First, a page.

I am really cognizant of that, actually. I’m really sensitive about what I’m saying, and about truthfulness and honesty. And I feel very allergic to singing things — or saying things — that I don’t believe. Even when I’ve written a song and a few months have gone by, and I don’t know if that’s 100 per cent how I feel or what happened, the next time I sing it, I feel like a fraud. So over time I’ve learned to be more and more specific. Writing the moment is much more precise and truthful, to me, than writing a narrative story. Stories are so problematic: even in life, they’re a construction, and they’re not always true. I guess it’s sort of just the way I see life and the world. I think this record is very representative of the way I see things.

Is this just particular to your way of working right now? Do you think five years from now you’d still think, I have to sing a song about…

…This one little thing? Yeah, I don’t know. I can’t really picture myself changing, because it feels like it took a long time to get to a place of confidence that this was a way to view the world and to write. I mean, I really like a lot of genre music. For a long time, I wanted to be able to write genre songs, and I just never could. [laughs] I respect when other people have a lot of pageantry and presentation in what they do. But I just can’t do that. And I think it’s because I worked a lot as an actor that I just feel very allergic to representing this… fantasy. The record is really a lot about fantasy — getting to the other side of fantasies that I’ve had or have been projected onto me. As a person with a strong imagination, I tend to live in a bit of a dreamworld, and I feel as a result I’m really drawn to being concrete or straightforward.

I hope that I change as a musician, but I don’t know that aspect will change, particularly.

Despite all the craft and editing that goes into the songs, do you ever have a moment where you wonder if people will just think you’re reciting your diaries or stuff like that?

Definitely. Especially to that whole “confessional singer-songwriter” thing — I do cringe when people say it’s diaristic or confessional. I mean, definitely yes, it is — but it isn’t. Ninety-nine per cent of what I could have said of it is left out. I spend so much time editing.

So, you don’t feel you’re being unduly revealing?

No, not this time. The last couple times I’ve made a record I always have this moment — when you finish it and you send it off and it’s too late to change it, and you go, “Oh my god!” and you feel ashamed, because you’ve revealed something… in public. I think in the past I used to feel a lot of shame over this, and it would manifest itself in me being very controlling about other aspects of what I was doing, in sheer terror of having revealed too much. I mean, I feel that shame all the time — writing an email, having a deep talk with a friend, after an interview… But this was the first time I made a record, felt that shame and terror, and just embraced it, on some level, was proud of it.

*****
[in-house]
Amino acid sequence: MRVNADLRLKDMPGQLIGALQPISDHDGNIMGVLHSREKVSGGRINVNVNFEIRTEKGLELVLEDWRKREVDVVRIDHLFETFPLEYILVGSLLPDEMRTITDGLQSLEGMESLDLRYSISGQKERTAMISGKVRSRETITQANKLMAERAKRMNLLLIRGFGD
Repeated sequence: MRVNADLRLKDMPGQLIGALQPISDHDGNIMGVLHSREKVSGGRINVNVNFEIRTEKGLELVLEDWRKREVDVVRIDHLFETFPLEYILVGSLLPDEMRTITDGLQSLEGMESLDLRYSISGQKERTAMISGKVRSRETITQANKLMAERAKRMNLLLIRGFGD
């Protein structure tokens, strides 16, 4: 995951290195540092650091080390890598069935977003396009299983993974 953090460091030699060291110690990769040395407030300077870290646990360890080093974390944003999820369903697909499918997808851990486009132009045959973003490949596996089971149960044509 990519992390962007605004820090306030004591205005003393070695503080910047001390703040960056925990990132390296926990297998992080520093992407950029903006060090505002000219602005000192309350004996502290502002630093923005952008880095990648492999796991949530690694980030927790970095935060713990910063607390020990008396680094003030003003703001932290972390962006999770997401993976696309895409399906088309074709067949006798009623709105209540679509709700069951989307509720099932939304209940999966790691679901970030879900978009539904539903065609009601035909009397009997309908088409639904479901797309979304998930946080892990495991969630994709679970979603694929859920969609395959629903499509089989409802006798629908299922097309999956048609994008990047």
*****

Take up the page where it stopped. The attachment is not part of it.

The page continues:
Do you feel like as you grow up — in the sense that we’re all still growing up — that to reveal stuff about yourself feels better than to not reveal stuff about yourself?

Totally. Absolutely. And that’s what a lot of the songs are about. I recognize that I’m an emotional, somewhat dark person. And that’s fine. I think it’s powerful, too. I mean, when I see someone on stage who presents with a lot of pageantry and performance, it’s beautiful. It’s like they have this freakishness that they need to release, and when you see them on stage, you feel the sense of release yourself. And I think, perhaps, that the draw of a really personal songwriting is the same thing: Where you might not be able to express highly personal things yourself, but you can watch someone else doing it. Though on some level, my songs are still very guarded — I leave almost everything out.

For me, growing up, I held in everything. And it just takes so much time and getting over yourself to realize that letting something go that you thought was outrageous wasn’t all that outrageous. I think that’s a learning-to-survive kind of thing and realizing how un-special your emotions are. If you held all of that stuff in forever you’d just explode.

Totally. And at a certain point you have more to gain from being honest and allowing yourself to be yourself than not.

Do you ever worry as you learn to let stuff go and become more secure about things in your life you’ll have less grist for the mill to write songs about? Or do you think you’ll always have enough problems to keep going — not that songs have to be about problems.

I find the opposite is happening. There are always more things to write about. I constantly see things I want to write about. And I’m just more interested in writing about other people — I did a lot on this record. Even writing about other people from my personal perspective — you don’t have to assume a character to write about other people. It’s more just a matter of time and creative energy than lack of stuff to write about.

Thanks so much for your time. I’m looking forward to hearing you on the island — I wonder if we’ll be able to hear the birds singing in the background again!

The Weather Station plays Camp Wavelength Sunday, August 30 at Artscape Gibraltar Point (Toronto Island). Get your single day tickets here! Or better yet, join us for the whole weekend and get a Festival Pass!